Scheduled flights will likely get priority over business aviation if weather or other factors disrupt normal air traffic during the 2012 London Olympics. The Financial Times says government regulators have determined that the country's private air traffic control provider National Air Traffic Services (NATS) already has the flexibility it needs to put airliners ahead of business aircraft without needing an official directive to do so. Officially, NATS operates under a policy of first come, first served, but in unusual circumstances can pick and choose which targets get the limited number of slots. NATS was non-committal on how it would handle those cases, telling the Financial Times only that it would run the airspace "as safely and efficiently as possible."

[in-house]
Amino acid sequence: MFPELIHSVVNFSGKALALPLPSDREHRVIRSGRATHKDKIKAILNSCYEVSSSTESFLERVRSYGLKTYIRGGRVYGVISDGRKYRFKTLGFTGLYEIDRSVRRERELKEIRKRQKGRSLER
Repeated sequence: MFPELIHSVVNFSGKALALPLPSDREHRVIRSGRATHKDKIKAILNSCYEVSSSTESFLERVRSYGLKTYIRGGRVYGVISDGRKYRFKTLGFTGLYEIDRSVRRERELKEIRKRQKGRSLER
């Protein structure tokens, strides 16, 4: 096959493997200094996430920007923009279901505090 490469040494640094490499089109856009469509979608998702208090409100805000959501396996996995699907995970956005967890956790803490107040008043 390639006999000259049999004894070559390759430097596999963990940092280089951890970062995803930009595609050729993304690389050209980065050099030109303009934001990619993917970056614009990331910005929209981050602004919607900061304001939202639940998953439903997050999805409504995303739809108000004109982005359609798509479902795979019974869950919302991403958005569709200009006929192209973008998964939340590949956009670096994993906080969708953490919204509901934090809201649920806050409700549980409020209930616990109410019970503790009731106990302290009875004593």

The country's major airlines have been pressuring the government for assurances that the big iron will get priority if weather or security events preclude normal operations. The government was able to sidestep direct involvement, at least for now. "NATS already have the power to be relatively pragmatic in relation to prioritisation of different flights. I'm pretty confident Nats would have the ability to deliver on what the airlines want," Transport Minister Theresa Villiers told the Financial Times. NetJets spokesman Mark Wilson rejected the notion of "simple prioritization" to cope with overtaxed airspace. Business aircraft have already been barred from Heathrow Airport for the Olympics, leaving surrounding airports to handle the influx of about 3,000 private aircraft during the Games.